by: Diana Davis Updated:
LUMPKIN COUNTY, Ga. - Students at a north Georgia high school are remembering a classmate killed over the weekend in a car crash.
Counselors comforted students and staff at Lumpkin High over the loss of sophomore Annah Robinson. She was 16.
One counselor told Channel 2's Diana Davis he's known Annah since middle school.
"It's a very hard thing when we lose someone as precious as Annah Robinson was," said counselor Alan Hogan.
"There's a lot of grief today and a lot of sorrow," added Lumpkin County School Superintendent Dewey Moye.
Six counselors were on hand at the school Tuesday to comfort students and staff.
Robinson was killed Saturday night. Her sister Emily was critically injured when the Ford Mustang they were riding in went over an embankment and hit a tree.
"We're very concerned about all the kids in the accident and doing all we can to support them and their families," Moye said.
The driver, Forrest Blake, 18, was Annah's boyfriend and was not seriously injured in the incident.
The Georgia State Patrol says alcohol and drugs were not involved. It is investigating to see if Blake was speeding.
Hogan told Davis that Blake called him Monday and is very distraught.
A memorial outside the school for Annah was covered Tuesday with messages of love and support.
Those in the small community are thinking about all three teens, including Annah's younger sister Emily. Her parents, both teachers, are at her side at Childrens' Healthcare of Atlanta at Egleston.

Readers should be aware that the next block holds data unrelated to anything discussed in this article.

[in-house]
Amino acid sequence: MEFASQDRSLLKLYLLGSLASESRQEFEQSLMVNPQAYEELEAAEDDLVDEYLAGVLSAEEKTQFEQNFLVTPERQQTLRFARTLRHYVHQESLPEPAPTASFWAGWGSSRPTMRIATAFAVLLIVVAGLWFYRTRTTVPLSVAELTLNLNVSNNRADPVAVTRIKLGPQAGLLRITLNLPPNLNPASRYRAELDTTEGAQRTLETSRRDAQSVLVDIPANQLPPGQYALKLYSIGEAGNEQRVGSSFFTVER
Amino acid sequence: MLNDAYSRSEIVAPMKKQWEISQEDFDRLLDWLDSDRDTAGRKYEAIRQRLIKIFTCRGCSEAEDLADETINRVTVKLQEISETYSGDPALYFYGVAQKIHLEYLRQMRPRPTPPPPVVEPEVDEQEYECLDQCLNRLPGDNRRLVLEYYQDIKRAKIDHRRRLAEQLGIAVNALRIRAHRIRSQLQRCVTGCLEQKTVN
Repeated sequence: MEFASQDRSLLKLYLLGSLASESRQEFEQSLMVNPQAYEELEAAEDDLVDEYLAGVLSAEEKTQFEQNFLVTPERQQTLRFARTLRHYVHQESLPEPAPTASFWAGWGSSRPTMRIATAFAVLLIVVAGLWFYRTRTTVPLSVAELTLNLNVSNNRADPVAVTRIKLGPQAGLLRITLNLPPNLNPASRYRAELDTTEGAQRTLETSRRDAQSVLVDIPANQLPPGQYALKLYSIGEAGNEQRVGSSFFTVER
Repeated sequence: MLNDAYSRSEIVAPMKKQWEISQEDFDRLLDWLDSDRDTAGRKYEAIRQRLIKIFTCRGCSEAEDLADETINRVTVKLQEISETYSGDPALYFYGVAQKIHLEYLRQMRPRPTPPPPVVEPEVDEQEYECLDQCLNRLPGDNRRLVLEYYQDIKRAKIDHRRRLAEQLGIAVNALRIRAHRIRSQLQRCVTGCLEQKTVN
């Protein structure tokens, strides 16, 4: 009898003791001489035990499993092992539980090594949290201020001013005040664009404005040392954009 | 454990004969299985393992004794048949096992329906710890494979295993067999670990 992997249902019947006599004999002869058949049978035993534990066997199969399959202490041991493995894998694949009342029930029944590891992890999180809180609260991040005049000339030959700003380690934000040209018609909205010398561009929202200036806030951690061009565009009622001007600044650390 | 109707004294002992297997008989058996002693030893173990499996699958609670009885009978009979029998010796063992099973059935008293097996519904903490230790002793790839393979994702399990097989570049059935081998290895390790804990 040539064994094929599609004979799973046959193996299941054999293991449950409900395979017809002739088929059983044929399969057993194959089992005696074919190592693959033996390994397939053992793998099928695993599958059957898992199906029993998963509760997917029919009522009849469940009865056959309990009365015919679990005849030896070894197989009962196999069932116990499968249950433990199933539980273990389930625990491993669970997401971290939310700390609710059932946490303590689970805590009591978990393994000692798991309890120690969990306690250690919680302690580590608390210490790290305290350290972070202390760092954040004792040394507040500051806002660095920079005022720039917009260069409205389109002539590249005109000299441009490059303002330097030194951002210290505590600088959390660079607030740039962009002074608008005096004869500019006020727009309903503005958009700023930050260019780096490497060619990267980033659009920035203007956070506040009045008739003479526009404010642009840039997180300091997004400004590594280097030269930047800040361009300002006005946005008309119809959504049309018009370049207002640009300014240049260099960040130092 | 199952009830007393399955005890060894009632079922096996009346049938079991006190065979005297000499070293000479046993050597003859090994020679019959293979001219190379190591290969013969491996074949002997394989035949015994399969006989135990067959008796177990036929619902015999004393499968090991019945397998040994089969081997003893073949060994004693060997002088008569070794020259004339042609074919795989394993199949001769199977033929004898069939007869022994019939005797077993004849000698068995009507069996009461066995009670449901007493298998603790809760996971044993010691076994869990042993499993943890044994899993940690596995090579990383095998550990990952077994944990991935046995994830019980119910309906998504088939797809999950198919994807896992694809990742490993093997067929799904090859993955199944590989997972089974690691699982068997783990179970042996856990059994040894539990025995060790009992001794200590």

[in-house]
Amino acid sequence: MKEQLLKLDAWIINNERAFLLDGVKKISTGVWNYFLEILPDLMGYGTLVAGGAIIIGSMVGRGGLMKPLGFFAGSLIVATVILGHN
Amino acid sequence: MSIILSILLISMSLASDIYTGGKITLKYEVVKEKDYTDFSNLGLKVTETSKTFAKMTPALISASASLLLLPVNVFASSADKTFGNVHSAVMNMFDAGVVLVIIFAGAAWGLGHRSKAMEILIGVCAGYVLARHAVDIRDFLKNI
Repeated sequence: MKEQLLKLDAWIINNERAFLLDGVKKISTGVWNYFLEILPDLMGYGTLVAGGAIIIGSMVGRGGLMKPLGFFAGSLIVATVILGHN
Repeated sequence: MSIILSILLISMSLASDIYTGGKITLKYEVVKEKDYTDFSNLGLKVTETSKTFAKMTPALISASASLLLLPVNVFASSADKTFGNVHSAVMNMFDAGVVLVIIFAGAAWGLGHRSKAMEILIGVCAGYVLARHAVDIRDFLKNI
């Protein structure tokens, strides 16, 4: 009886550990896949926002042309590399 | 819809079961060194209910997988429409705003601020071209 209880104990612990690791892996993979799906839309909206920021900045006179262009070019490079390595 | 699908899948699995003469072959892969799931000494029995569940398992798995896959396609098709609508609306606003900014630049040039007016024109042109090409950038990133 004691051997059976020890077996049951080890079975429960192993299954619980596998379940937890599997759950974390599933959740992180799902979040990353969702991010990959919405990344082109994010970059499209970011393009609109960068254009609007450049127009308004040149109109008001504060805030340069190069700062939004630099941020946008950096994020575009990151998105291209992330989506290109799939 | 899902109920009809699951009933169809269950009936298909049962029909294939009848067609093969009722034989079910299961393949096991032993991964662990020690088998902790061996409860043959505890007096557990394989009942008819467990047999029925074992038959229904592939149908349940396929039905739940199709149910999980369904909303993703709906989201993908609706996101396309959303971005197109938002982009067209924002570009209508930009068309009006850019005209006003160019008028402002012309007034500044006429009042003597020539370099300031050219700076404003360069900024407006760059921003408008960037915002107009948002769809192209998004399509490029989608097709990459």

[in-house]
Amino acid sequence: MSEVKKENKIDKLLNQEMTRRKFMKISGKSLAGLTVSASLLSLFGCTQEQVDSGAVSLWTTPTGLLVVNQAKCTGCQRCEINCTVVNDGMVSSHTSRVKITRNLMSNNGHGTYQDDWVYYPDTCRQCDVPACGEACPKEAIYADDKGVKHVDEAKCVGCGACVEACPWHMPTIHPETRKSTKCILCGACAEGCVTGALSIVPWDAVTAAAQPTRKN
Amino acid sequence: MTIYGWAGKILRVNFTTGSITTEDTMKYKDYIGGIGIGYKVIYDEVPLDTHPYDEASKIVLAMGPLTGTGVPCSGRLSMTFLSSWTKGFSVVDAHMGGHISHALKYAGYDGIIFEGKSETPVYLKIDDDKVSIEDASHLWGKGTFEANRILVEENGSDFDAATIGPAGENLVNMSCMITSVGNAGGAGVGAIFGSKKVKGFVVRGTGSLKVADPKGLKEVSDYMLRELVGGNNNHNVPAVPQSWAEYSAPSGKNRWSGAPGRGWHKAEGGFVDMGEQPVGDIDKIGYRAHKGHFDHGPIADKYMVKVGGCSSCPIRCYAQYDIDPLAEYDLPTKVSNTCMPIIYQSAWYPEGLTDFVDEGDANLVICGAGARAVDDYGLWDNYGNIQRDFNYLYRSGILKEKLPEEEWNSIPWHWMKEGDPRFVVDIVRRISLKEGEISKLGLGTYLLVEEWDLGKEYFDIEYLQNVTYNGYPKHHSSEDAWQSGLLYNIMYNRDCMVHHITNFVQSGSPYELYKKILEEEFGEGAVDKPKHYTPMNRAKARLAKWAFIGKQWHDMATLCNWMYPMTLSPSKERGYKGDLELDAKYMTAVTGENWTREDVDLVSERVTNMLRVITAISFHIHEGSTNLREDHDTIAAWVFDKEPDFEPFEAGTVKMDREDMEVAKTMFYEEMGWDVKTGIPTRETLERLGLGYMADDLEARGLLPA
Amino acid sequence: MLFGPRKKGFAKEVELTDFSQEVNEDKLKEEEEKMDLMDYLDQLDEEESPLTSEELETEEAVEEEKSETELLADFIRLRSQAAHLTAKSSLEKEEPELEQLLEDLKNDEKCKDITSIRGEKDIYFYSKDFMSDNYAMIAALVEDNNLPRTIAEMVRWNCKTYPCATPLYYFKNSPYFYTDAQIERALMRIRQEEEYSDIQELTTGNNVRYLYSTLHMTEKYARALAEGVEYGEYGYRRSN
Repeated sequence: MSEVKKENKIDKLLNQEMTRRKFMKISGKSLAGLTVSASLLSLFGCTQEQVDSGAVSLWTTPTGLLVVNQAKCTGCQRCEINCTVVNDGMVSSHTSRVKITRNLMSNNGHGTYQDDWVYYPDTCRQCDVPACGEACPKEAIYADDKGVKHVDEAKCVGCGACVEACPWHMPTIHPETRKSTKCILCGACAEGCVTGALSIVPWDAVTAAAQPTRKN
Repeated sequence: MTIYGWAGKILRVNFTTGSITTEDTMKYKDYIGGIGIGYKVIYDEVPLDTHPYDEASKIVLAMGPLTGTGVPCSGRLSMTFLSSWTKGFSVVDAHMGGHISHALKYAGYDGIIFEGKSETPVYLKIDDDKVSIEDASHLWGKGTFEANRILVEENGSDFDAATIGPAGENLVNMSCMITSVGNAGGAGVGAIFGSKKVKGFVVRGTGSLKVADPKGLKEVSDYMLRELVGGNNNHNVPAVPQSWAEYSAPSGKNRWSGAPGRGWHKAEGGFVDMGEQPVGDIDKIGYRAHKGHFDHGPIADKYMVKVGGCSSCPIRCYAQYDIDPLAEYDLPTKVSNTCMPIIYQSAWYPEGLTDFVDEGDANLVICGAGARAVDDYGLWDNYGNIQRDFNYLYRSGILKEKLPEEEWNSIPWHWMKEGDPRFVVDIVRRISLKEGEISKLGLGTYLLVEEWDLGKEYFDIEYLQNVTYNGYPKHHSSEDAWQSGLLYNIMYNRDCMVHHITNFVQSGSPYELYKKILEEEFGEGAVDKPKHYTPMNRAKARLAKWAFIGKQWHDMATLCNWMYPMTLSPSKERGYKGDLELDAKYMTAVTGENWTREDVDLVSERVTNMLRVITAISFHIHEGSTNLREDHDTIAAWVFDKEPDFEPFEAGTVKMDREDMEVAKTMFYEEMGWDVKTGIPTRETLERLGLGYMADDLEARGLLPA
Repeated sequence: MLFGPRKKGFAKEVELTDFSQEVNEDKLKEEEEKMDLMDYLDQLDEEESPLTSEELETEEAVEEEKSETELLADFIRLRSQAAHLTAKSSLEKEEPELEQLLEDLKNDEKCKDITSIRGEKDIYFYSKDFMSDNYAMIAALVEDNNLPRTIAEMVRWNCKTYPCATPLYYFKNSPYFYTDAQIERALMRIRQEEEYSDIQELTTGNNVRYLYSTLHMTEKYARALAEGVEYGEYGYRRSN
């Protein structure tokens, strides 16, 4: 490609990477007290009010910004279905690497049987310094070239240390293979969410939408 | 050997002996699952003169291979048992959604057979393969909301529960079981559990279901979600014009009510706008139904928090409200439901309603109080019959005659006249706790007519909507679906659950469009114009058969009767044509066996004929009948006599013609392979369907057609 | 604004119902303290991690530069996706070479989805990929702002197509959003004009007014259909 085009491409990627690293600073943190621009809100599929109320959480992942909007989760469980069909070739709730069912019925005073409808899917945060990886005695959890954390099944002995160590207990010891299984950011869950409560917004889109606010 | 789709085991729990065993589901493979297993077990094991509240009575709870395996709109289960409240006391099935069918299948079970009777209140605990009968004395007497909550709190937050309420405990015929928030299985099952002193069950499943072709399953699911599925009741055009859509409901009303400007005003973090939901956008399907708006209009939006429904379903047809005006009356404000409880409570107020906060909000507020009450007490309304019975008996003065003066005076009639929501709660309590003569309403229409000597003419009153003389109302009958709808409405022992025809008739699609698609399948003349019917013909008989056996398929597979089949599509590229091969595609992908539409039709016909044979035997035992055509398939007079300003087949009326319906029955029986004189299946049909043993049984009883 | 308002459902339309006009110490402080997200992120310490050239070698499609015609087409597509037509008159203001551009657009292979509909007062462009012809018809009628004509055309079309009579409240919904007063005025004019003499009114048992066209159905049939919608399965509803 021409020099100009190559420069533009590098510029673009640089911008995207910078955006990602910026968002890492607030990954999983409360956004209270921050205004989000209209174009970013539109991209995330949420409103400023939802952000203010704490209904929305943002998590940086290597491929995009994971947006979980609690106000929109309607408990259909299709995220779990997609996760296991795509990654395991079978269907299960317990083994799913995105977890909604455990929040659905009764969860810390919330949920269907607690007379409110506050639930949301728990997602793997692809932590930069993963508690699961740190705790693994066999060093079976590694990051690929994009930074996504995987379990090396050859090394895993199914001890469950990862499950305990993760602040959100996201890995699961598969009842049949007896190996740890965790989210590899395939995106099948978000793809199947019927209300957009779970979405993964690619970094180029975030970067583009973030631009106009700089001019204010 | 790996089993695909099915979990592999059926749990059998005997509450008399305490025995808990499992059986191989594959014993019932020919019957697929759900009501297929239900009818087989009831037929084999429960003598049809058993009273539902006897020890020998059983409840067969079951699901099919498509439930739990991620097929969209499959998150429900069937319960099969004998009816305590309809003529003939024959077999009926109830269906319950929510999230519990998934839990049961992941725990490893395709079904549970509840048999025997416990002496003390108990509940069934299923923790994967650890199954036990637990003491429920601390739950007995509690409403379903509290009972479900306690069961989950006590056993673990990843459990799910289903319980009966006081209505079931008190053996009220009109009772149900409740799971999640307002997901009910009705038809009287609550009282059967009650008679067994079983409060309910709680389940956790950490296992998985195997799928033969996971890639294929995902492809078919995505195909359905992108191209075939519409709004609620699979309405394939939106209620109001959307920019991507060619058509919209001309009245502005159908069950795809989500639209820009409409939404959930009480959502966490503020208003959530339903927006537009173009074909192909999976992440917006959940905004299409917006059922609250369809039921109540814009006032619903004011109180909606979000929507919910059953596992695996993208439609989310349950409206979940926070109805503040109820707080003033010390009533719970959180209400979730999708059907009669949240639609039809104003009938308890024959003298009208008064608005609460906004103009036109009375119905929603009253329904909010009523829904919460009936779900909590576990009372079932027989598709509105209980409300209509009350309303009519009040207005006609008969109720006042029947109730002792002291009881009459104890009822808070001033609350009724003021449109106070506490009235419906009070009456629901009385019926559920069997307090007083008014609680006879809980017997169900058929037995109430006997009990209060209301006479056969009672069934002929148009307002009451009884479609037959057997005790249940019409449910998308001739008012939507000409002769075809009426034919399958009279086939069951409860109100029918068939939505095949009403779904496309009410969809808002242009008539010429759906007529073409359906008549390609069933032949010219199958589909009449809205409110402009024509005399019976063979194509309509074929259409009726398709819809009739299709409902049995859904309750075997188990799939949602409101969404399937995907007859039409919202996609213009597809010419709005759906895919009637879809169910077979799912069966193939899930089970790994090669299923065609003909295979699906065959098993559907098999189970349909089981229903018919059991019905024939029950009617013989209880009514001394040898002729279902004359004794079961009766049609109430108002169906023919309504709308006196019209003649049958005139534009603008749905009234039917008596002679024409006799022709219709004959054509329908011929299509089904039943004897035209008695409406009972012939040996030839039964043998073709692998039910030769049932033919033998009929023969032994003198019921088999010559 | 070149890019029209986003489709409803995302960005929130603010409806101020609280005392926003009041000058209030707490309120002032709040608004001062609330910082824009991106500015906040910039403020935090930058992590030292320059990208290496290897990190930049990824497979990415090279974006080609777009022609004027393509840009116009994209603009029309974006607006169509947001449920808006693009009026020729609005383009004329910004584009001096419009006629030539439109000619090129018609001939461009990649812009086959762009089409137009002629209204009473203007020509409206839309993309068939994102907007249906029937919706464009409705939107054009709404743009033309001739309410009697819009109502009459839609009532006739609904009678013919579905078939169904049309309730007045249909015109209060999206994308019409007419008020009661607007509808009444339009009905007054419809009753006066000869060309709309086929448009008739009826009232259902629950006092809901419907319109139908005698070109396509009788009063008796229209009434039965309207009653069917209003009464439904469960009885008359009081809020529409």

Both of Emily's legs were broken in the wreck.
"My understanding was that there was some bleeding on the brain I think all that is kind of under control and the prognosis is good at the time," Moye said.
One of Annah's teachers told Davis everyone knew her. She was a cheerleader, active in chorus and a peer mentor for younger students.
"Annah is one of the most delightful young ladies that I have known, I don't know many people who
didn't love her," Hogan said
Now the Dahlonega community is trying to make sense of a loss that doesn't make any sense, writing cards and letters to the family and planning a memorial
"When we lose somebody like that, we're destroyed and we are wondering why," said Hogan.
Though the school is concentrating on supporting the Robinson family, Hogan told Davis that the school will try to make the crash a learning lesson about driving safety for students.
"Students are already talking to each other about being careful with what they do with driving," Hogan said.
The family is making funeral arrangements. There will be a memorial at the school early next week.